Wei Z.Z.,Emory University |
Wei Z.Z.,Center for Visual and Neurocognitive Rehabilitation |
Yu S.P.,Emory University |
Yu S.P.,Center for Visual and Neurocognitive Rehabilitation |
And 7 more authors.
Cellular and Molecular Neurobiology | Year: 2014
Stem cell transplantation therapy has provided promising hope for the treatment of a variety of neurodegenerative disorders. Among challenges in developing disease-specific stem cell therapies, identification of key regulatory signals for neuronal differentiation is an essential and critical issue that remains to be resolved. Several lines of evidence suggest that JNK, also known as SAPK, is involved in neuronal differentiation and neural plasticity. It may also play a role in neurite outgrowth during neuronal development. In cultured mouse embryonic stem (ES) cells, we test the hypothesis that the JNK pathway is required for neuronal differentiation. After neural induction, the cells were plated and underwent differentiation for up to 5 days. Western blot analysis showed a dramatic increase in phosphorylated JNKs at 1-5 days after plating. The phosphorylation of JNK subsequently induced activation of STAT1 and STAT3 that lead to expressions of GAP-43, neurofilament, βIII-tubulin, and synaptophysin. NeuN-colabelled with DCX, a marker for neuroblast, was enhanced by JNK signaling. Neuronal differentiation of ES cells was attenuated by treatment with SP600125, which inhibited the JNK activation and decreased the activation of STAT1 and STAT3, and consequently suppressed the expressions of GAP-43, neurofilament, βIII-tubulin, and the secretion of VEGF. Data from immunocytochemistry indicated that the nuclear translocation of STAT3 was reduced, and neurites of ES-derived neurons were shorter after treatment with SP600125 compared with control cells. These results suggest that the JNK-STAT3 pathway is a key regulator required for early neuronal differentiation of mouse ES cells. Further investigation on expression of JNK isoforms showed that JNK-3 was significantly upregulated during the differentiation stage, while JNK-1 and JNK-2 levels decreased. Our study provided interesting information on JNK functions during ES cell neuronal differentiation. © 2014 Springer Science+Business Media.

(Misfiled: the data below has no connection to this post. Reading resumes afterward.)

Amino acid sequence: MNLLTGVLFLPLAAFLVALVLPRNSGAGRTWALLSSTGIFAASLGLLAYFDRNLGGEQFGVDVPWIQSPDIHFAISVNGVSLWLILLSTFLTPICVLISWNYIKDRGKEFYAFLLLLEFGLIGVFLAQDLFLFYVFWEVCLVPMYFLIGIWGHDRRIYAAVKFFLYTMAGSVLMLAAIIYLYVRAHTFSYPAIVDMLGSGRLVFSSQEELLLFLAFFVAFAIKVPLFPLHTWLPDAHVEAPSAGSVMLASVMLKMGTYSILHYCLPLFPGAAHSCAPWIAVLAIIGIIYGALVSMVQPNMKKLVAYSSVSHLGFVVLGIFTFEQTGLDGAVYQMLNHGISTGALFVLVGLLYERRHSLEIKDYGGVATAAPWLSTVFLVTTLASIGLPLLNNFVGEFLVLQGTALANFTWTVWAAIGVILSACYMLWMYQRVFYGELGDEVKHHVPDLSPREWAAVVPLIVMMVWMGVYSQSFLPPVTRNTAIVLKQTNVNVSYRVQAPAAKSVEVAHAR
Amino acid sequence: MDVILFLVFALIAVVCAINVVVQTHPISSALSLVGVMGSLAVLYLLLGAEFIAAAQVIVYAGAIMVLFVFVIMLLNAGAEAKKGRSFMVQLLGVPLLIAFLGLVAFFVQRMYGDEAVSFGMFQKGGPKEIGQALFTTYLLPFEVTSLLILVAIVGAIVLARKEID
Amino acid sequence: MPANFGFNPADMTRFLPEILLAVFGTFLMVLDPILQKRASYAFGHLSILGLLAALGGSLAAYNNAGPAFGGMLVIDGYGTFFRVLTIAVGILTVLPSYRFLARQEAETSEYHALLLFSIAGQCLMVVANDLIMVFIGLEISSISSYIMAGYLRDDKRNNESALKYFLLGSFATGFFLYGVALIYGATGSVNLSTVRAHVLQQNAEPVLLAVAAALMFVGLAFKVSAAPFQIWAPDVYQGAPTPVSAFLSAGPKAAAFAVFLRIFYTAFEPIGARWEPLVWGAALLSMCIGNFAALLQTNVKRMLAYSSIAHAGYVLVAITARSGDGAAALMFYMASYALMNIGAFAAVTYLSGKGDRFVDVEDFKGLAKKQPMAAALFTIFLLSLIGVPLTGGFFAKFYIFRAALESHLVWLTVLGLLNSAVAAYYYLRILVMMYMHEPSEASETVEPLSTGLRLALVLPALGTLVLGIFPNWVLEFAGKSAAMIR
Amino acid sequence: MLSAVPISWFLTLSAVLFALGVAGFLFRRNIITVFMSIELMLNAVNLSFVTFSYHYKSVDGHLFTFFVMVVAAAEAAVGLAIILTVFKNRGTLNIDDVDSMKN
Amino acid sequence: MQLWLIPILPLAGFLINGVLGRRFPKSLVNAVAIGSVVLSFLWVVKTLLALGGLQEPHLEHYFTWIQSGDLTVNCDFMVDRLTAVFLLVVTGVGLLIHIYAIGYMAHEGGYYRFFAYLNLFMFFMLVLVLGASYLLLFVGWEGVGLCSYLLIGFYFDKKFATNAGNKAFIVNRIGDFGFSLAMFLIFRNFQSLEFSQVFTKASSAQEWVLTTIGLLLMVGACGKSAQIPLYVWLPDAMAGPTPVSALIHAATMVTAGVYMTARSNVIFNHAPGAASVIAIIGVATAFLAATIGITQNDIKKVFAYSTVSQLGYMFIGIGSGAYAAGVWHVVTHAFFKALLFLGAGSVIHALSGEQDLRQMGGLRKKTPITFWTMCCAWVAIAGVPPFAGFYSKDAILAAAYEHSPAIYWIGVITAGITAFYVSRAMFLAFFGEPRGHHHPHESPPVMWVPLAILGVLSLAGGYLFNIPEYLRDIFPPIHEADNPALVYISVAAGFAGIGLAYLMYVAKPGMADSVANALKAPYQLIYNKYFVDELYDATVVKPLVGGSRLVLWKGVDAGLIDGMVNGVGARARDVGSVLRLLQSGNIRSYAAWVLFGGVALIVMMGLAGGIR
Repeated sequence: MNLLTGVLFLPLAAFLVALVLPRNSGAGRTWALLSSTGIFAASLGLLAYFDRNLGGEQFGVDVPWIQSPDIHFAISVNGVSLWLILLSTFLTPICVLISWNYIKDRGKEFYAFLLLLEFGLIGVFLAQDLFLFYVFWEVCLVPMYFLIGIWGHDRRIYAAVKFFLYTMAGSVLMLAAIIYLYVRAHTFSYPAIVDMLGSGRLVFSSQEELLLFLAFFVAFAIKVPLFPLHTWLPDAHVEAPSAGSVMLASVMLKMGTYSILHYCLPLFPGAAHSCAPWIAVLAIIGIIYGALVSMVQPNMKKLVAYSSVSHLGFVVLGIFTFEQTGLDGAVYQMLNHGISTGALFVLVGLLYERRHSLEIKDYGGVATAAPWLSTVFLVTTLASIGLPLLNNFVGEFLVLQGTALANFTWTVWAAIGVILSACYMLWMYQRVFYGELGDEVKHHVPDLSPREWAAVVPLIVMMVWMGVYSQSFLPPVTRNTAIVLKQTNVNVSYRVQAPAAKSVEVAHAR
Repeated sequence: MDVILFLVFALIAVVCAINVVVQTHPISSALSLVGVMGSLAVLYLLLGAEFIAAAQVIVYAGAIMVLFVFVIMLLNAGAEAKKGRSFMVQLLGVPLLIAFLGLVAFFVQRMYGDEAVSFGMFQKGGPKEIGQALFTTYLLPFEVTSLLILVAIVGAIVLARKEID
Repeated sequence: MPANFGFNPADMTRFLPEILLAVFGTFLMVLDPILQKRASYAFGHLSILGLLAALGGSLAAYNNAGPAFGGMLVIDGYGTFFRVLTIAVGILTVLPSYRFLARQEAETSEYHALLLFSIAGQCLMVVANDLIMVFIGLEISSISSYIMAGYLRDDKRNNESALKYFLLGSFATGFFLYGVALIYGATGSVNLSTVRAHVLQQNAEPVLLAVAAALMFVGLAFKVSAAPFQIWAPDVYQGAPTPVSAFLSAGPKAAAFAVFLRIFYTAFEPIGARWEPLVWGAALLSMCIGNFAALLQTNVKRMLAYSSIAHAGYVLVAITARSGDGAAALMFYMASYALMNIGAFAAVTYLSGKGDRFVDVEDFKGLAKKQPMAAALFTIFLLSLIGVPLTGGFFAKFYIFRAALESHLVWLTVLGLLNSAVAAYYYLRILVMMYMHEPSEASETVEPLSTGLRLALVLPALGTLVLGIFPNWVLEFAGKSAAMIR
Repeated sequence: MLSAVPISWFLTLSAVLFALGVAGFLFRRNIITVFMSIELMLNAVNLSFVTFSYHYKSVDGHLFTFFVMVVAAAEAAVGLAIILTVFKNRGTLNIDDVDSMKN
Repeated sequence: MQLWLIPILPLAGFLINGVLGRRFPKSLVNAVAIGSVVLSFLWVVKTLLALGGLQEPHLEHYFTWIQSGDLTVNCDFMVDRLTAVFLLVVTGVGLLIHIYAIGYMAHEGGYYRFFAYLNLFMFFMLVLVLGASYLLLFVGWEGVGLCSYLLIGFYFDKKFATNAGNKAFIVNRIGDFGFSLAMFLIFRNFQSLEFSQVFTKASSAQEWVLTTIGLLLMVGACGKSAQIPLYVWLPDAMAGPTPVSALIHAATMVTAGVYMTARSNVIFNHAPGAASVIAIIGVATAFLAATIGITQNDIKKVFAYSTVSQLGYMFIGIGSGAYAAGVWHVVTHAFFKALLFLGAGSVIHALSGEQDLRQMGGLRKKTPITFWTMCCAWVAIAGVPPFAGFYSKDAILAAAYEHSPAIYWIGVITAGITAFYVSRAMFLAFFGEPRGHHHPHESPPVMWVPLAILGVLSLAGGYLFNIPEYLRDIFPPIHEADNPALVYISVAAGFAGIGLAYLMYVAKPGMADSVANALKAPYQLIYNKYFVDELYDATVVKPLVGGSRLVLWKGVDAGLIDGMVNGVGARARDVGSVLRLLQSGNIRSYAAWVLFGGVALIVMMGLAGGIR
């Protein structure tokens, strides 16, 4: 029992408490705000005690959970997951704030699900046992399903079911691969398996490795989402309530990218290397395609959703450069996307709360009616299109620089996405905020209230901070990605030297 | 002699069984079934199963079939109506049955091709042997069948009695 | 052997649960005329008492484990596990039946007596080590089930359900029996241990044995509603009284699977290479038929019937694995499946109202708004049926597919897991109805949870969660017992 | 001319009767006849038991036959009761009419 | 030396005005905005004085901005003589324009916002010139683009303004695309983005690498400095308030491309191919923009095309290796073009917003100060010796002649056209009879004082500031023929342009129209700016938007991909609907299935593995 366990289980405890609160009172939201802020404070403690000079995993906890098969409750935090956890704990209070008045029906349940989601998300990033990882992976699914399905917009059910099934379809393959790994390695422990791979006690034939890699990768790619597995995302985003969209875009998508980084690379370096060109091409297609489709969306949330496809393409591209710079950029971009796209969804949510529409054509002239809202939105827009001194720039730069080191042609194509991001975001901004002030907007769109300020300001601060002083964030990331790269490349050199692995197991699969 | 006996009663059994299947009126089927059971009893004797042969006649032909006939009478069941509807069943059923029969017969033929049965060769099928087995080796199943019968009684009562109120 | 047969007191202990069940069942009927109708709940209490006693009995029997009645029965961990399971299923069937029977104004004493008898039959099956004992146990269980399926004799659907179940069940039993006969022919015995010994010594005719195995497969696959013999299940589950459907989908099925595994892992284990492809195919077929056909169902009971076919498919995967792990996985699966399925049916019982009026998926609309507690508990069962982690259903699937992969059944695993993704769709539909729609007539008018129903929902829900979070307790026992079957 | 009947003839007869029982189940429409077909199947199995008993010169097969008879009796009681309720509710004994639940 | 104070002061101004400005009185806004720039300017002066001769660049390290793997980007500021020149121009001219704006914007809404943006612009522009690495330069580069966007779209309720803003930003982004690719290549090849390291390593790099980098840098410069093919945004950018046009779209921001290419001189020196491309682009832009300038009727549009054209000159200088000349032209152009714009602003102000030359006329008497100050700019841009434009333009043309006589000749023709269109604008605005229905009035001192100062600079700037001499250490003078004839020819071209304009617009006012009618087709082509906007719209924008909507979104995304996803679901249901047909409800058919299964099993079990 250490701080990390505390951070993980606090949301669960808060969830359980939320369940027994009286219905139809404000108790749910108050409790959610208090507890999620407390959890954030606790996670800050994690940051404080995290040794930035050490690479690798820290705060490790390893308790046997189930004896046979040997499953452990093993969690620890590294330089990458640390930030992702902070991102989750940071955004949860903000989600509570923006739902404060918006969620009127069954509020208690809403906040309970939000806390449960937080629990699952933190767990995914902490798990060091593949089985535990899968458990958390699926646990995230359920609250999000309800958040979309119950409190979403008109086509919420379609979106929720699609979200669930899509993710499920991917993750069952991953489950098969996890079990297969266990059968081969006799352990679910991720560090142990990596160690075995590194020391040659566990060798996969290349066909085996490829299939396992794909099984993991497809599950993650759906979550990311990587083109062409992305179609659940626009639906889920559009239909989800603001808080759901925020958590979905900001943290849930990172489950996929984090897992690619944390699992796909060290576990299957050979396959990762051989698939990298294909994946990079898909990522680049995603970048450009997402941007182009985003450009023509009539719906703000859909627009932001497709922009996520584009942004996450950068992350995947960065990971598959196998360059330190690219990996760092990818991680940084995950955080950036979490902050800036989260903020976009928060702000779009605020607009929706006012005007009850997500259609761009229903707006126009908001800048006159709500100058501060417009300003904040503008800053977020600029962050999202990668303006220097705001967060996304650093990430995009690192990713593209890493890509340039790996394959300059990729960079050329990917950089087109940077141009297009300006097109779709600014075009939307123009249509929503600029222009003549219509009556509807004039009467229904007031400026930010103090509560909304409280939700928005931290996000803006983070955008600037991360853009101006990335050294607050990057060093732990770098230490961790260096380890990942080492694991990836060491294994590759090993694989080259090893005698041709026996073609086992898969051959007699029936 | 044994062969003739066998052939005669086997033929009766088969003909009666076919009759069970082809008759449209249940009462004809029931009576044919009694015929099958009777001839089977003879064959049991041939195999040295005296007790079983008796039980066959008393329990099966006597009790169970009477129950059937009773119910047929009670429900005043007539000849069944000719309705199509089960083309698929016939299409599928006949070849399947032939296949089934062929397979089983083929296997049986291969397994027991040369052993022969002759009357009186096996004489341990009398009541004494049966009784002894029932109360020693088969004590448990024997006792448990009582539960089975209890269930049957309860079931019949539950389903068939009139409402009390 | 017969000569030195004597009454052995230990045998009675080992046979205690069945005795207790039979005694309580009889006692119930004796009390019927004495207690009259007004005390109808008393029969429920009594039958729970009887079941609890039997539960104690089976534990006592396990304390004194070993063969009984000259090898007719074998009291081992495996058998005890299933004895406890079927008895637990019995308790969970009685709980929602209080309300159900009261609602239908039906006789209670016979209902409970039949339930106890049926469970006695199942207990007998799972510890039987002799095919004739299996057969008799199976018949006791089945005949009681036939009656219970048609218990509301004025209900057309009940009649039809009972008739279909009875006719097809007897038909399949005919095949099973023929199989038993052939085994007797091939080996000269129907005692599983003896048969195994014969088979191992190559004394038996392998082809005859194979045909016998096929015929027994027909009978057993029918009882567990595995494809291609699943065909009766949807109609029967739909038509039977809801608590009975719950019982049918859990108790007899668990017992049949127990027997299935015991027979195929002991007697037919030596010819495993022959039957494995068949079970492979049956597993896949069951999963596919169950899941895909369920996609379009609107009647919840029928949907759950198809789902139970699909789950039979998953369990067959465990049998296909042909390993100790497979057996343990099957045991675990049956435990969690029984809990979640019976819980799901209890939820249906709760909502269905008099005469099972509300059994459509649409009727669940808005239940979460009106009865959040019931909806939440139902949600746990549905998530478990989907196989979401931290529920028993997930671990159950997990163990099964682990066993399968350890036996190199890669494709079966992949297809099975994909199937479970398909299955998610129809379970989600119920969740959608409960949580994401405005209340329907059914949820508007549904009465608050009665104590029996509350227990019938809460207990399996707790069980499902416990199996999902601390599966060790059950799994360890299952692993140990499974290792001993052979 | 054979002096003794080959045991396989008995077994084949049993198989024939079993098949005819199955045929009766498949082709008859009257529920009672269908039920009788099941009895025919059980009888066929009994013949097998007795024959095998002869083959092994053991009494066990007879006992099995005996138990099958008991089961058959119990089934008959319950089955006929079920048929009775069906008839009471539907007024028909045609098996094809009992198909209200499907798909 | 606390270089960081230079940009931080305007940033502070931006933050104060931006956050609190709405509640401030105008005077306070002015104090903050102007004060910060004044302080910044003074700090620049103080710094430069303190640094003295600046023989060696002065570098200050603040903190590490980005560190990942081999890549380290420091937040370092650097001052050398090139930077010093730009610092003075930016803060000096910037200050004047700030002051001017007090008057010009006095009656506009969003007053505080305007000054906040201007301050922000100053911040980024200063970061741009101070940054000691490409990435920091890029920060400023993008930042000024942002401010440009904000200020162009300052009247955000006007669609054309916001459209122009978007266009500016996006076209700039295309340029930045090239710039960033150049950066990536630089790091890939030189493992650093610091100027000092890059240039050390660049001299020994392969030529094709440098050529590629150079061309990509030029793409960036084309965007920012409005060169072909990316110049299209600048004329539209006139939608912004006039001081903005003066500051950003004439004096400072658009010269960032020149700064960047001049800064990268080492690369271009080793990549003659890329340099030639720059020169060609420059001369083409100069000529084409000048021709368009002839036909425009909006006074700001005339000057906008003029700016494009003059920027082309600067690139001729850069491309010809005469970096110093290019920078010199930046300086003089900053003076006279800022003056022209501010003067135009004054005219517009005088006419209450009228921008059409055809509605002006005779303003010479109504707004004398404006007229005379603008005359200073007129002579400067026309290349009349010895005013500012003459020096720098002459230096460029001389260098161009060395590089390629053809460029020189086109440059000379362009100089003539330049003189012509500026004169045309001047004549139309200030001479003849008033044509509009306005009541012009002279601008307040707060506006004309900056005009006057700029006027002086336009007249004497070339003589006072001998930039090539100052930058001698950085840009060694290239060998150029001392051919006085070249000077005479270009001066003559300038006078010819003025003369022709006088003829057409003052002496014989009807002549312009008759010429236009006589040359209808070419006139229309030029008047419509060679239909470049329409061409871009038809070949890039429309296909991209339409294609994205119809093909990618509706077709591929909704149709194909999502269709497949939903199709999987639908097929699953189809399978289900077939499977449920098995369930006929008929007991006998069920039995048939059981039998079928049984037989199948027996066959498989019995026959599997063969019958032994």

PubMed | VA Palo Alto Health Care System, Center for Visual and Neurocognitive Rehabilitation and Emory University
Type: Journal Article | Journal: Military medicine | Year: 2017
Eye care in the Veterans Affairs Health Care System is challenged with increasing demand and higher prevalence of patients with complex ocular conditions. Understanding factors that impact eye care productivity and access is necessary for appropriate allocation of resources. The purpose of this study was to determine the impact of various eye clinic personnel on eye care provider productivity and patient access.Utilizing data from the Veterans Health Administration National Data Warehouse, workload and level of staffing were analyzed. Trends in the data were analyzed using descriptive and regression analyses employing both linear and curve fitting modeling methods.There was a significant positive correlation between ophthalmology technicians and ophthalmologist productivity (p < 0.001), number of unique patients seen per year per provider (p = 0.047), and total yearly number of office visits per provider (p < 0.001). Similarly, there was a significant positive correlation between number of ophthalmology residents and productivity (p = 0.046) and number of clinic visits per provider (p < 0.001) but not the number of unique patients seen. Positive correlation was found between optometry technicians and the number of unique patients seen by optometrists (p = 0.041) and total number of clinic visits per provider (p < 0.001) but not optometrist productivity. No significant correlations were present for nurses, nurse practitioners, physician assistants, or clerical staff.Eye care technicians provide a cost-effective multiplier effect for provider productivity, especially in ophthalmology clinics, allowing significant increases in total clinic visits and number of unique patients seen per year.
Stone R.A.,University of Pennsylvania |
Cohen Y.,University of Pennsylvania |
McGlinn A.M.,University of Pennsylvania |
Davison S.,University of Pennsylvania |
And 6 more authors.
Investigative Ophthalmology and Visual Science | Year: 2016